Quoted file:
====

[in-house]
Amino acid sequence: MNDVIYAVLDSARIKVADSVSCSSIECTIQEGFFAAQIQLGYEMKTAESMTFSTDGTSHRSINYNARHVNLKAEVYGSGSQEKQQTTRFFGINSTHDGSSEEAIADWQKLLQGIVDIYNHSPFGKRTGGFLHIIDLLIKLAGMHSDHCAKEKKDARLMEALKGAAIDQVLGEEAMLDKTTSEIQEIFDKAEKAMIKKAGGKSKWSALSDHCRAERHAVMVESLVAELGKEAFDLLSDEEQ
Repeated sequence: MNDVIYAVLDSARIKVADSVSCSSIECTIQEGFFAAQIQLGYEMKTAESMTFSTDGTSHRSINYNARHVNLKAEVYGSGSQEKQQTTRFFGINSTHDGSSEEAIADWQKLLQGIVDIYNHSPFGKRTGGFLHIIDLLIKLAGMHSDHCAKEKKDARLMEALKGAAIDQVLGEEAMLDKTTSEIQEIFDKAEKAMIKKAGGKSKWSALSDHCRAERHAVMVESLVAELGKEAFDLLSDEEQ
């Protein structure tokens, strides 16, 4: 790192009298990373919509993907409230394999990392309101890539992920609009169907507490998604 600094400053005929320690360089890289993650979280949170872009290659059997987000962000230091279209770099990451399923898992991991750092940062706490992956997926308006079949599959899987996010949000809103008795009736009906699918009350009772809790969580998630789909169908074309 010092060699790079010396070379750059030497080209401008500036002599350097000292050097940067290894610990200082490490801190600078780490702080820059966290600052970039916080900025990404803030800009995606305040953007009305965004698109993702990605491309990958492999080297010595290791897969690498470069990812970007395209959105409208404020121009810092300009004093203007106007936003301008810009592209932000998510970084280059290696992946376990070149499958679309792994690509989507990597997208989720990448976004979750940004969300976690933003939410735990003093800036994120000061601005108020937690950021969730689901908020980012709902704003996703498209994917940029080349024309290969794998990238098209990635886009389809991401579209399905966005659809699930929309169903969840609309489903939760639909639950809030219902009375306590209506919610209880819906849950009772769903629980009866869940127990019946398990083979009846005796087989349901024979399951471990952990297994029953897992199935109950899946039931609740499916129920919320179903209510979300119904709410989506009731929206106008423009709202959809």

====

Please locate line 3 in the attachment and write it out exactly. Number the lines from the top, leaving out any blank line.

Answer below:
Repeated sequence: MNDVIYAVLDSARIKVADSVSCSSIECTIQEGFFAAQIQLGYEMKTAESMTFSTDGTSHRSINYNARHVNLKAEVYGSGSQEKQQTTRFFGINSTHDGSSEEAIADWQKLLQGIVDIYNHSPFGKRTGGFLHIIDLLIKLAGMHSDHCAKEKKDARLMEALKGAAIDQVLGEEAMLDKTTSEIQEIFDKAEKAMIKKAGGKSKWSALSDHCRAERHAVMVESLVAELGKEAFDLLSDEEQ